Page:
7) Design an Herbal Centerpiece
Herbal centerpieces are an inexpensive and unique way to create a centerpiece for your table or add some flourish around your home. Take your favorite herbs, especially colorful ones like lavender, and arrange them in a simple bouquet before placing them in a mason jar. If you want to get more creative, add an ornamental cabbage with pops of purple and fresh rosemary in a small pot or decorative wooden crate to complete your look.
8) Make Your Own Home Remedies
Herbs are an inexpensive herbal remedy that often requires nothing but pinching it off, adding it to a dish, or eating it fresh. For example, cilantro is a powerful digestive aid and helps remove toxins from your body. Rosemary is shown to stimulate energy and help your brain refocus, making it a tasty alternative to a cup of coffee or caffeinated soda in the afternoon.
Beyond its fragrant qualities that keep you smelling great, lavender oil added to a bath can help alleviate stress and reduce tension. It could help you sleep better and serve as a welcome ingredient to creams to treat sunburns and acne. You may already use chamomile in tea, but you can turn to it anytime you want to soothe your nerves or upset stomach.
9) Add Them to Desserts
Herbs are often associated with flavoring meats, salads, and teas, but they can also be added to desserts. Mint and raspberries mashed into a purée with some sugar taste delicious over vanilla ice cream. Lavender can also give your chocolate cake or brownies a twist, while basil adds a mildly peppery flavor to custards or Greek yogurt with fruit.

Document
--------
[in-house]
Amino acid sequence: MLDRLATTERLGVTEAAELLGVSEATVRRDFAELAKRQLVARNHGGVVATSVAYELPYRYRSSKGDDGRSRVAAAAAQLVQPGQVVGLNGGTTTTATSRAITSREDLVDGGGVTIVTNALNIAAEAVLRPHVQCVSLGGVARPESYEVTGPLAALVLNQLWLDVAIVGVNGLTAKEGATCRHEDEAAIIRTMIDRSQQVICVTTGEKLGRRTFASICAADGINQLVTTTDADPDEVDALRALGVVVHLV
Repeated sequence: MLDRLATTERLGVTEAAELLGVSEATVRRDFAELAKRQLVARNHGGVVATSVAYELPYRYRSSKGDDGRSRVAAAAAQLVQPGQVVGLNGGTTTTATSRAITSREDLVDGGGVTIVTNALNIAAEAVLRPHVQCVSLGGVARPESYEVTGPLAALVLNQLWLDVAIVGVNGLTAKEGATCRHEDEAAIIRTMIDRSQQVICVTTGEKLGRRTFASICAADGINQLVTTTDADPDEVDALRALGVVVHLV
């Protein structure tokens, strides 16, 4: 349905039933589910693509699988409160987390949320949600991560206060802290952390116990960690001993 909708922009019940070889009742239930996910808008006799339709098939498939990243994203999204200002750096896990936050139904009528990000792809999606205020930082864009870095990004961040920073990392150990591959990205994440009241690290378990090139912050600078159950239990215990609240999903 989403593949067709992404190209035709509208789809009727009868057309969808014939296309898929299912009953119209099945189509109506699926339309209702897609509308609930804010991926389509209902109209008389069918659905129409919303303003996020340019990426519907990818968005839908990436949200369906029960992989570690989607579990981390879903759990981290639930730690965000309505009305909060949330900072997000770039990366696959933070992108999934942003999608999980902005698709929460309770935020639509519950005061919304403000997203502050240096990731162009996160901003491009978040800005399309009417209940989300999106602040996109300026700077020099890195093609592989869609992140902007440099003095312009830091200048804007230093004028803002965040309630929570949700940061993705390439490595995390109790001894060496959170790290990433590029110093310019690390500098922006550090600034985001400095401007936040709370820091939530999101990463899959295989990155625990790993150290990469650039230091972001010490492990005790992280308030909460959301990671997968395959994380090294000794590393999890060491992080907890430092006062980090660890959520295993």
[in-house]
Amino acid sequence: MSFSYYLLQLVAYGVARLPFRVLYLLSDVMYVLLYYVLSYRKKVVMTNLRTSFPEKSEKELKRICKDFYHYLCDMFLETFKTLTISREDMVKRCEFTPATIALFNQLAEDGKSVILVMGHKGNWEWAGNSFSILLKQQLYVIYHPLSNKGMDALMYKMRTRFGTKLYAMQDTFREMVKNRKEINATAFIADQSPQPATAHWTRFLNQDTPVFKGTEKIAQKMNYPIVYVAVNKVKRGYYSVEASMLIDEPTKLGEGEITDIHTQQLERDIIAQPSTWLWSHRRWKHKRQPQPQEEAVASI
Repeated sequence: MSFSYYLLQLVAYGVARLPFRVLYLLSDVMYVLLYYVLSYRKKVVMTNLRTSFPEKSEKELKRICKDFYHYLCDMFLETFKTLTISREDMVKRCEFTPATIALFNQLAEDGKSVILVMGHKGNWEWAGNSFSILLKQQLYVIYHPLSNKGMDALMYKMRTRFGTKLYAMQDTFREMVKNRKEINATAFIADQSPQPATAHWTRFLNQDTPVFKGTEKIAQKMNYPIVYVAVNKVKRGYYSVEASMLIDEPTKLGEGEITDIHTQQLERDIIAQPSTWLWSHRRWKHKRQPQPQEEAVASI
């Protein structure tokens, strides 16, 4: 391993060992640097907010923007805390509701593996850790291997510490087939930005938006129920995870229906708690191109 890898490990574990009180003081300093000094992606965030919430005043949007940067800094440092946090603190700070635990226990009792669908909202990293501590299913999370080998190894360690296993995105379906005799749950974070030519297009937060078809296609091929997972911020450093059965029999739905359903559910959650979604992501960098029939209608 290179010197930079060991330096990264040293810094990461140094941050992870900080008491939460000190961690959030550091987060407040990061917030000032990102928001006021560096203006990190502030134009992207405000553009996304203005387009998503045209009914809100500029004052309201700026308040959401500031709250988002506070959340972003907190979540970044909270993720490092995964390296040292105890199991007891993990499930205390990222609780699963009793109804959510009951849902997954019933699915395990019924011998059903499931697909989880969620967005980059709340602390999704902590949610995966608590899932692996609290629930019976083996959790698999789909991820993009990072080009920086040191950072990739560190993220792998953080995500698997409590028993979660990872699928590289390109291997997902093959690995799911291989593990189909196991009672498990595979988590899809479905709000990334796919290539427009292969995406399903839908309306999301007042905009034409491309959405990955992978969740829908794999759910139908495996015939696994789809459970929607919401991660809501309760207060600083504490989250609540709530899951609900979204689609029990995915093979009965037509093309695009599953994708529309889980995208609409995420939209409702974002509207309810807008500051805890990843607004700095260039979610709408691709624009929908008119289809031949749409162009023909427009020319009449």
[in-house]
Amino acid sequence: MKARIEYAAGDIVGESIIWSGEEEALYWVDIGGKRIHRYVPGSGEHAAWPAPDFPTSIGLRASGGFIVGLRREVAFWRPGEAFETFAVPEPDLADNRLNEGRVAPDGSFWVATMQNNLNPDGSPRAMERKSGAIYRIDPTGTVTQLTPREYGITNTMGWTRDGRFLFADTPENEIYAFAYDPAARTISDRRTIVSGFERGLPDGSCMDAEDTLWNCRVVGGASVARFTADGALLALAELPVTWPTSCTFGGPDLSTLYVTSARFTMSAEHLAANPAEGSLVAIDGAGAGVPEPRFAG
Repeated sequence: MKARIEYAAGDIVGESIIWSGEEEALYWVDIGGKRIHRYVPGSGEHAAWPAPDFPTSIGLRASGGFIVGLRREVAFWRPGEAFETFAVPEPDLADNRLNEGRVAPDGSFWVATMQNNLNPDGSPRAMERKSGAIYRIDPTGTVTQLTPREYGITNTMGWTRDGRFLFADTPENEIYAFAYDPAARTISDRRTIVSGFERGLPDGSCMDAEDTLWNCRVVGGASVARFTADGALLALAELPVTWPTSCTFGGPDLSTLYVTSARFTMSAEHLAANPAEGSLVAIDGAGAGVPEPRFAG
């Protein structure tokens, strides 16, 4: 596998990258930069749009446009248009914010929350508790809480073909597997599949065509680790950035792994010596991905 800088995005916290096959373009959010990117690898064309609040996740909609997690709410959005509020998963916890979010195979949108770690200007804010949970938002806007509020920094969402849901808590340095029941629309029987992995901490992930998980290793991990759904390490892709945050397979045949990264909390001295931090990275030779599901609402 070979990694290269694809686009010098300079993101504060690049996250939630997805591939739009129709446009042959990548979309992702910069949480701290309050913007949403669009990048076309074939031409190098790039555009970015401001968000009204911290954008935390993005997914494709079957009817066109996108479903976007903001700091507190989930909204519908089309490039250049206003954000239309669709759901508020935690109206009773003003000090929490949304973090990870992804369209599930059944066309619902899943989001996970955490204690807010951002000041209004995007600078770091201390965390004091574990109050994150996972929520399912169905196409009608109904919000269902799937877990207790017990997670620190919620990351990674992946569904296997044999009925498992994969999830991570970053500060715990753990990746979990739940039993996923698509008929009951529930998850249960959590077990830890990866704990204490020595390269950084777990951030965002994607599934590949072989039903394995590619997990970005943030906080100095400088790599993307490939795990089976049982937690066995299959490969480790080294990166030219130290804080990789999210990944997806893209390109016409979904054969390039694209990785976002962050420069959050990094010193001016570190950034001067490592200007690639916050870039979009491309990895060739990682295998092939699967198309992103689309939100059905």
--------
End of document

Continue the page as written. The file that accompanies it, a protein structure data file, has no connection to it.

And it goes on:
10) Freeze Your Herbs
You don't hear a lot about freezing herbs, but it can easily be done and extend their shelf life. Hardy herbs like rosemary, theme, or dill can be spread onto a baking sheet or plate with parchment paper and put into the freezer. After your herbs are frozen, store them in an airtight container for ongoing freezer storage without worrying about clumping. When you’re ready to add them to a dish, take out a sprig from your freezer and let them slowly defrost.
More delicate herbs like mint and parsley can be removed from their stems and frozen into ice cubes. If you don't want to leave them in the tray, transfer them into an airtight container for easy access. Some herbs are also better frozen with oil, like basil. Remove their stems and add 1/4 cup of olive oil in a food processor before blending and placing into ice cube trays. Move them into containers or bags and doll them out one at a time as needed for a pesto or sauce.
Quick Tips for Growing Herbs in Your Survival Garden
Despite how delicate they seem, herbs are easy to grow in a garden. They need little space and don't require much care or attention. But here's a good rule of thumb: If area farmers or neighbors are growing specific herbs, you can also grow them. You can also check with your hardiness zone before planting your herbs to make sure they align with your climate and geographic location.
Start planting your herb garden in spring and sow directly into the ground every few weeks to last throughout the summer. Water them right away and make sure the soil drains well. If they're starting to wilt, they may be getting too much direct light. You can keep planting herbs while the weather is warm; you just won't get as much of a yield as the season starts to turn cold.
Another option is growing your herbs indoors and leaving them in a well-sunlit area. Plenty of home chefs keep an herb garden within reach, and they also make for a decorative way to jazz up your windowsill or empty corner of your kitchen to maximize your space.
Are you ready to enjoy the benefits of herbs grown fresh in your survival garden? We provide a one-stop shopping experience for your survival gardening needs. Browse our survival seeds, kits, and supplies, or purchase our pre-packaged options.